5 Final Diagnosis: Lung Mass, Right (wedge excision): - Metastatic myxoid Liposarcoma, grade 2 of 4. Note: This tumor has an appearance similar to the previously sampled material (SXX-XXXXX). The tumor does not appear to have increased in grade.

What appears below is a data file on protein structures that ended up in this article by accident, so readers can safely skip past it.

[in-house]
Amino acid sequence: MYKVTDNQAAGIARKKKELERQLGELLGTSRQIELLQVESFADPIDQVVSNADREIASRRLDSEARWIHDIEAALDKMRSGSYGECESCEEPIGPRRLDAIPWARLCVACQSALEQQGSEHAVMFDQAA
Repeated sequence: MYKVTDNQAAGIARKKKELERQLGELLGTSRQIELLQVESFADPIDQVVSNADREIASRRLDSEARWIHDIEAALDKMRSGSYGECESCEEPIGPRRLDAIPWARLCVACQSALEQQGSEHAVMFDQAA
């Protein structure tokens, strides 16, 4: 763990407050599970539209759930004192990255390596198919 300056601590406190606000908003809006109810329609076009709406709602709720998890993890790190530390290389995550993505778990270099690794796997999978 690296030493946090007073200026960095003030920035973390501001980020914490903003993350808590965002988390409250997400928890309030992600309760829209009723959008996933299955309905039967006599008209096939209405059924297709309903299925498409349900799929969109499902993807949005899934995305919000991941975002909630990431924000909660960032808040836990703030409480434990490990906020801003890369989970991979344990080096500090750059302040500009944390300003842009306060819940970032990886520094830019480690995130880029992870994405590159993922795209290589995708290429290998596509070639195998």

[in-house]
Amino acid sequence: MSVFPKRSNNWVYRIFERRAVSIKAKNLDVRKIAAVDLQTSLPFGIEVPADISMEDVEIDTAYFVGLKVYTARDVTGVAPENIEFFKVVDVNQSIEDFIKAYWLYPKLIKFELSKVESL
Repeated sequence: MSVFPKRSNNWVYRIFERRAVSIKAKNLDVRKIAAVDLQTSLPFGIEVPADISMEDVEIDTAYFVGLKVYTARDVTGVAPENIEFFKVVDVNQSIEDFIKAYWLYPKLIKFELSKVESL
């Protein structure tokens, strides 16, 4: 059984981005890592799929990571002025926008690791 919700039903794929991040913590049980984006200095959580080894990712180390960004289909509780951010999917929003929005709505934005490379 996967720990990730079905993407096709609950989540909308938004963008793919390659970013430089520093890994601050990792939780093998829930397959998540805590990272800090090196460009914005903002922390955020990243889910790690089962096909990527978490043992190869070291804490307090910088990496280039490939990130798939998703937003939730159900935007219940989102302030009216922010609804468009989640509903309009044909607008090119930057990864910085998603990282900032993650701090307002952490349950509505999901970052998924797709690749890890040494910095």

6 Metastatic patterns of extremity myxoid liposarcoma and their outcome Metastatic patterns of extremity myxoid liposarcoma and their outcome. Estourgie SH, Nielsen GP, Ott MJ. J Surg Oncol 2002 Jun;80(2):89-93School of Medicine, University of Utrecht, Utrecht, The Netherlands.BACKGROUND AND OBJECTIVES: Extremity myxoid liposarcomas have a unique extrapulmonary metastatic potential. We studied the metastatic pattern of extremity liposarcomas to determine what types of posttreatment imaging may be of value in the follow-up these patients. METHODS: Twenty-two patients from a total of 128 patients with primary extremity liposarcoma were treated at a tertiary care institution for subsequent metastases from January 1981 to January Median follow-up was 45 months (range: months). Data on these patients was prospectively collected and then retrospectively analyzed for effect of metastatic pattern and treatment on outcome. RESULTS: Of these 22 patients, extrapulmonary metastases developed in 10, combined pulmonary and extrapulmonary metastases developed in 6, and isolated pulmonary metastases developed in 6. Of the 16 patients with extrapulmonary metastases, 13 were of the myxoid subtype. Of the 49 patients with extremity myxoid liposarcomas, metastases developed in 14 (29%). The most common sites of metastases among these 14 patients include: the retroperitoneum, 10 patients (71)%; intra-abdominal extra-hepatic, 7 patients (50%); spinal/paraspinal, 6 patients (43%). Only 3 of the patients are alive and disease free and all 3 of these patients are from the subgroup of 10 patients with only extra-pulmonary metastases (2 intra-abdominal and 1 retroperitoneal). CONCLUSIONS: Extremity myxoid liposarcomas have an unusually high predilection for extra-pulmonary metastases, frequently without any pulmonary metastases. After treatment of the primary tumor, these patients should be followed with periodic chest X-ray and abdominal/pelvic computed tomography (CT) scans. Any back or neurologic complaints should prompt additional imaging of the appropriate spinal area. Consideration should be given to surgical and adjuvant treatment of metastatic disease when appropriate.